The price of vegetables fell by 16.5 per cent and that of pulses fell by 21.9 per cent. Vegetables and pulses together constitute a little over 8.4 per cent of the index.

So, what does this mean? It means that the overall rate of inflation is down because food prices have actually come down. Lower food prices essentially mean that the farmers growing food, have sold what they grew at a price lower than they had in the past. Also, these lower prices do not always reach the end consumers, with middlemen taking in a bulk of the benefit.

There have been many stories in the media portraying the plight of these farmers who have had to sell their produce at lower than their cost price and face losses and get even more indebted. In fact, it is not surprising that over the last few months, there has been so much demand for loans to farmers to be waived off, all across the country.

The larger point is that if inflation has become very low then someone is not being paid as much as he was in the past. And this can be due to various reasons. In this case that someone happen to be farmers. Farmers form around half the working population. If they face losses then they are less likely to spend as much money as they had in the past. This will impact rural growth and in the process, the overall economic growth.

Hence, when Subramanian finds low inflation heartening, he ignores this line of thought totally. As Evan Davis writes in Post Truth—Why We Have Reached Peak Bullshit and What We Can Do About It: “There are certainly such things as facts, and no one should persuade you otherwise. But aside from quite banal facts (‘the sun is shining’) we always have to use judgement in deciding what is a fact and what to believe: we have to apply a judgement as to the weight of evidence in its support relative to the weight of interpretation put on it.”

The column originally appeared in the Bangalore Mirror on July 19, 2017.

Who Will Survive the Coming Jobs Crisis?

In last week’s column I wrote about robots, automation, technology and algorithms, taking over human jobs. One reader wrote in asking by when is this likely to happen. I wish I knew. There are no straightforward answers here.

Many new organisations formed over the last few years, barely have any people working for them. Nevertheless, they are worth a bomb. Social media is an excellent example. As Edward Luce writes in The End of Western Liberalism: “In 2006, Google bought YouTube for $1.65 billion. It had sixty-five employees, so the price amounted to $25 million per employee. In 2012 Facebook bought Instagram, which had thirteen employees, for $1 billion. That came to $77 million per employee. In 2014, it bought WhatsApp, with fifty-five employees, for $19 billion, at a staggering $345 million per employee.”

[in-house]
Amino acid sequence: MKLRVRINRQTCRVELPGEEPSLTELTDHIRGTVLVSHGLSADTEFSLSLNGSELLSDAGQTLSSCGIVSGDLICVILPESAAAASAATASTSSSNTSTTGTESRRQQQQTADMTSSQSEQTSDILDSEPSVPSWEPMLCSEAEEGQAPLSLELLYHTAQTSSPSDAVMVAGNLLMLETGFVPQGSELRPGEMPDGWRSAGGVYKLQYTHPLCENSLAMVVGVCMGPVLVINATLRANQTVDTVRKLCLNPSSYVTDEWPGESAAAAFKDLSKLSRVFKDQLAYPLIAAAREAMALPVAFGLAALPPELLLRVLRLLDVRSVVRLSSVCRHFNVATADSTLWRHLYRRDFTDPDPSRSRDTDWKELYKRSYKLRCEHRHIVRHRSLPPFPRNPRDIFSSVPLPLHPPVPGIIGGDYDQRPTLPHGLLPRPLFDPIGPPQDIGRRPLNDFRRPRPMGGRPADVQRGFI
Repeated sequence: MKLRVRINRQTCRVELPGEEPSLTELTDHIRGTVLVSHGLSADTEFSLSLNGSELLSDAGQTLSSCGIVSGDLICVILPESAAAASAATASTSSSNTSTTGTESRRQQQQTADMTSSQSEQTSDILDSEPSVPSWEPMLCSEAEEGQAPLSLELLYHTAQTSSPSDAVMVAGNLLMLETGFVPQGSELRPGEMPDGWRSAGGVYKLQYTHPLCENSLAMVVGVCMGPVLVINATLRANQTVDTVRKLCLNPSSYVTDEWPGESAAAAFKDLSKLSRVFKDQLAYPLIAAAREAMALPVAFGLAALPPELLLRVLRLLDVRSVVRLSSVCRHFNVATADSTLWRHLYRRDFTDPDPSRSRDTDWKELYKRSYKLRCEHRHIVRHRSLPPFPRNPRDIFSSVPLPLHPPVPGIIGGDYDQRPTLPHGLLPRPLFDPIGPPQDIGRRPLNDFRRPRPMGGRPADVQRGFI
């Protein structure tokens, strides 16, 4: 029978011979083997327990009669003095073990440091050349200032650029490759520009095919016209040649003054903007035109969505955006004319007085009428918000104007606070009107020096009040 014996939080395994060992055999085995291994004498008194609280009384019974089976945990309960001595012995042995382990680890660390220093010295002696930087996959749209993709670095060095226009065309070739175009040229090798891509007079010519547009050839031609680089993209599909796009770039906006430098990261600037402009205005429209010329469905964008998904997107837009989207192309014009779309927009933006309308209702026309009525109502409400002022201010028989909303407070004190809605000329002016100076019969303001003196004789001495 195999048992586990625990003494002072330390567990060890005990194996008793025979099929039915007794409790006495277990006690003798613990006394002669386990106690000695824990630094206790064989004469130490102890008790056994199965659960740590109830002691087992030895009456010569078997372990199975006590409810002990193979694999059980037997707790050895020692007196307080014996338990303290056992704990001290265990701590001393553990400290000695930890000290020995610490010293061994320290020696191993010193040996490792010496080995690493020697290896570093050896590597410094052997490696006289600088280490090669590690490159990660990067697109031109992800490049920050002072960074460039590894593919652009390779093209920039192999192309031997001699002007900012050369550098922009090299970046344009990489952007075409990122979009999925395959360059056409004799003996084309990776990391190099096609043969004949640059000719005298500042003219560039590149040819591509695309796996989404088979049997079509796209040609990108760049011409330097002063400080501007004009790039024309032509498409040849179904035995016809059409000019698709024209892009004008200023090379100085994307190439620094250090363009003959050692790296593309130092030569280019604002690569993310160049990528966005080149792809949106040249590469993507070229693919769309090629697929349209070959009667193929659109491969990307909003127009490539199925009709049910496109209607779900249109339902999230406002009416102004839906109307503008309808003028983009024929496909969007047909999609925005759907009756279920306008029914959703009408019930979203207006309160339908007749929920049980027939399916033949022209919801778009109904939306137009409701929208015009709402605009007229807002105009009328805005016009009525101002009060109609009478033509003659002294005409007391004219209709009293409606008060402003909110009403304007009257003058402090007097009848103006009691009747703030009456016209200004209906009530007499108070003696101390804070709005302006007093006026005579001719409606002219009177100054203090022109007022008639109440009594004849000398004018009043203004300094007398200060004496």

Of course, these companies did not destroy jobs. They did not create them in the first place. But there is a lot of technology being created out there which is helping companies in not recruiting as many people as they did in the past and firing the existing employees as well. As Luce writes: “Facebook’s data servers are now managed by Cyborg, a software programme. It requires one human technician for every twenty thousand computers.”
The point being that jobs which require people to sit in front of computers and manipulate data to manage a system or to present them in an understandable form, are going to go, sooner rather than later. For example, as is well known robots can now driver cars.

The other big question is when will companies start firing employees because they no longer need them, with robots, automation or algorithms, taking over human jobs. This is a tricky question.

As Paul De Grauwe writes in The Limits of the Market: “There are psychological sources of resistance: people who work with old technologies will not always switch to new ones because the change means part of their knowledge has become worthless.”

Over and above this there are economic sources of resistance. As De Grauwe puts it: “Old machines and tools have to be disposed of early, factories have to be closed own and employees sacked. This leads to serious opposition and delays to the introduction of new technologies.”

In the Indian case, it is very difficult for companies to sack employees en masse. It is more than likely for the local politicians and the media will get involved, and the company will end-up getting a lot of bad press. Given this, it is highly unlikely that the information technology companies which have thousands of people working for them, will end up firing employees en masse.